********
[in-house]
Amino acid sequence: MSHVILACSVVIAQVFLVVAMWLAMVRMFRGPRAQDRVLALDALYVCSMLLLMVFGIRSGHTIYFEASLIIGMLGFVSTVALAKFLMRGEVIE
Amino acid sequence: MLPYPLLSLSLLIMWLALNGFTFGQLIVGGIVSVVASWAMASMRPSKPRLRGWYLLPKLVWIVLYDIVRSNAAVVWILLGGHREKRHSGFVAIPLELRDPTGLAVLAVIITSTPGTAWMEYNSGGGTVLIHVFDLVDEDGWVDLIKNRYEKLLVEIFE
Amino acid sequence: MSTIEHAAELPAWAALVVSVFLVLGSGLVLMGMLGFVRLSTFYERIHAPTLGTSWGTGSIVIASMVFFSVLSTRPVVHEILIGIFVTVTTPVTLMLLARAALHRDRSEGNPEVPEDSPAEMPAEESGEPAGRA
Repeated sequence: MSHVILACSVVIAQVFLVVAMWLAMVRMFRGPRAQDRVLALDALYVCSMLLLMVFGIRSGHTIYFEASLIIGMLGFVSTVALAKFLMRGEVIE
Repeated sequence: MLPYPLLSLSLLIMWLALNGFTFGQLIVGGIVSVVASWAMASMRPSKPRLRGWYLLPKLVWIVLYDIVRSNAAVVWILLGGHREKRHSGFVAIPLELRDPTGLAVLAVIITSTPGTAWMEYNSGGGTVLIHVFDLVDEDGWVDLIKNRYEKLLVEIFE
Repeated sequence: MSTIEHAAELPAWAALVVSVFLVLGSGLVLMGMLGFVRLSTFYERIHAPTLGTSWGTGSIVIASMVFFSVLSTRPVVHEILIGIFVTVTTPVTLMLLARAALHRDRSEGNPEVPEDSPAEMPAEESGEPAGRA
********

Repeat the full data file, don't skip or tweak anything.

[in-house]
Amino acid sequence: MSHVILACSVVIAQVFLVVAMWLAMVRMFRGPRAQDRVLALDALYVCSMLLLMVFGIRSGHTIYFEASLIIGMLGFVSTVALAKFLMRGEVIE
Amino acid sequence: MLPYPLLSLSLLIMWLALNGFTFGQLIVGGIVSVVASWAMASMRPSKPRLRGWYLLPKLVWIVLYDIVRSNAAVVWILLGGHREKRHSGFVAIPLELRDPTGLAVLAVIITSTPGTAWMEYNSGGGTVLIHVFDLVDEDGWVDLIKNRYEKLLVEIFE
Amino acid sequence: MSTIEHAAELPAWAALVVSVFLVLGSGLVLMGMLGFVRLSTFYERIHAPTLGTSWGTGSIVIASMVFFSVLSTRPVVHEILIGIFVTVTTPVTLMLLARAALHRDRSEGNPEVPEDSPAEMPAEESGEPAGRA
Repeated sequence: MSHVILACSVVIAQVFLVVAMWLAMVRMFRGPRAQDRVLALDALYVCSMLLLMVFGIRSGHTIYFEASLIIGMLGFVSTVALAKFLMRGEVIE
Repeated sequence: MLPYPLLSLSLLIMWLALNGFTFGQLIVGGIVSVVASWAMASMRPSKPRLRGWYLLPKLVWIVLYDIVRSNAAVVWILLGGHREKRHSGFVAIPLELRDPTGLAVLAVIITSTPGTAWMEYNSGGGTVLIHVFDLVDEDGWVDLIKNRYEKLLVEIFE
Repeated sequence: MSTIEHAAELPAWAALVVSVFLVLGSGLVLMGMLGFVRLSTFYERIHAPTLGTSWGTGSIVIASMVFFSVLSTRPVVHEILIGIFVTVTTPVTLMLLARAALHRDRSEGNPEVPEDSPAEMPAEESGEPAGRA